Will We Love it? Will We Not?

Inspiration by Eerdlings.

I came across a fantastic video blog yesterday about how to choose a book club book. They covered some great things to keep in mind, such as varying the genres to challenge your reading expectations and avoid ruts.

The bloggers mentioned that friends likely share reading tastes so it may be difficult to expand beyond what everyone is already comfortable reading. In our group the rotation helps keep everyone engaged, sometimes covering what one person is an expert in sometimes another. We’ve discovered that structuring the group to bounce between fiction and non fiction really helps us cover more unexpected ground.

In my personal reading I don’t find myself longing to pick up a book on philanthropy in Haiti (Mountains Beyond Mountains) or learn about the impact of food sourcing (The Omnivore’s Dilemma) but they were great discussion books. Not only that, members react in life changing ways. After Mountains Beyond Mountains I became a micro-lender through Kiva. After The Omnivore’s Dilemma anther member began researching ethical foods locally.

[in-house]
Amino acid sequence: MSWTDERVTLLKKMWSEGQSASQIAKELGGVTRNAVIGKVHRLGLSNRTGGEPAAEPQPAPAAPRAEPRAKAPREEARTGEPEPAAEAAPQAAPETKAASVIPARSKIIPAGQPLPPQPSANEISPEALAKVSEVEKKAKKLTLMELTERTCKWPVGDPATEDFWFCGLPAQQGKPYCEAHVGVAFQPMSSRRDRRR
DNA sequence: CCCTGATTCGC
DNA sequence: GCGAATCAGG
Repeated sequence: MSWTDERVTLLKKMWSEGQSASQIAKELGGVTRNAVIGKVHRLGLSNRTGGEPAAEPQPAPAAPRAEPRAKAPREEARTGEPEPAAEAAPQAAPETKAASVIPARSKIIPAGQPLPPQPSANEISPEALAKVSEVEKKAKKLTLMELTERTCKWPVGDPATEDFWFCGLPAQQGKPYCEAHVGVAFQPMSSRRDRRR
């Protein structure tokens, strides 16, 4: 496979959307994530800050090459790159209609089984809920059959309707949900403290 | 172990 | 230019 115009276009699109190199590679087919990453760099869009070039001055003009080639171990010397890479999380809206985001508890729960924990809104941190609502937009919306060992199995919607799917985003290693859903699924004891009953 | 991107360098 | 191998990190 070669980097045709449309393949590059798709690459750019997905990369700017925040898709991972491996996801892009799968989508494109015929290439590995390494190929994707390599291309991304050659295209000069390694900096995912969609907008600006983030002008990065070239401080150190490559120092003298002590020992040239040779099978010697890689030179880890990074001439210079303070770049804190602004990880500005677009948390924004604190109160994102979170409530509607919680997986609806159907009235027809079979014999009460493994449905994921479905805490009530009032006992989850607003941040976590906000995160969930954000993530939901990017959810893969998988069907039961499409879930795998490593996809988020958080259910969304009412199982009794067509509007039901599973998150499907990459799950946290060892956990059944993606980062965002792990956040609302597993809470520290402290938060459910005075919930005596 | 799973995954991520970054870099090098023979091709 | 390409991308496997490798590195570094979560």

They also talked about the dangers of picking a book everyone loves.

Our most unanimously hated book is easily  The Book of Law by Aleister Crowley. How the text was selected is a bit of a mystery still. However, it wins awards for most quoted and reviewed. Just shy of reading the entirety of the book aloud, we discussed it at length sharing my humorous passages.

I do disagree with some of the suggestions. For example, one of the recommendations for picking a book is selecting something with a Book Club or Reader’s Discussion at the end, which will ensure the book can have depth to be explored. I agree that it is a good indicator of a meaty book. However, proceed cautiously when using these to outline your meeting. In the past making use of such topics for conversation has caused book club to go  awry.

The fifth book we read  (as a group) was The Amazing Adventures of Kavalier and Clay by Michael Chabon. It contains paragraphs worth of questions over a few pages. We began with them but they failed to address the elements that most interested our group. Since then we’ve skipped over any guided lessons offered.

One of my tips for selecting a great book club book is keeping independent lists of “wishing to read” books. When you meet for book club see if there are authors on more than one list and find the one no one has read.Give that a try.

This month we are doing Tinker, Tailor, Solider, Spy by John le Carre. He’s a well known author that no one has read before. I’ll keep you posted on how it goes!



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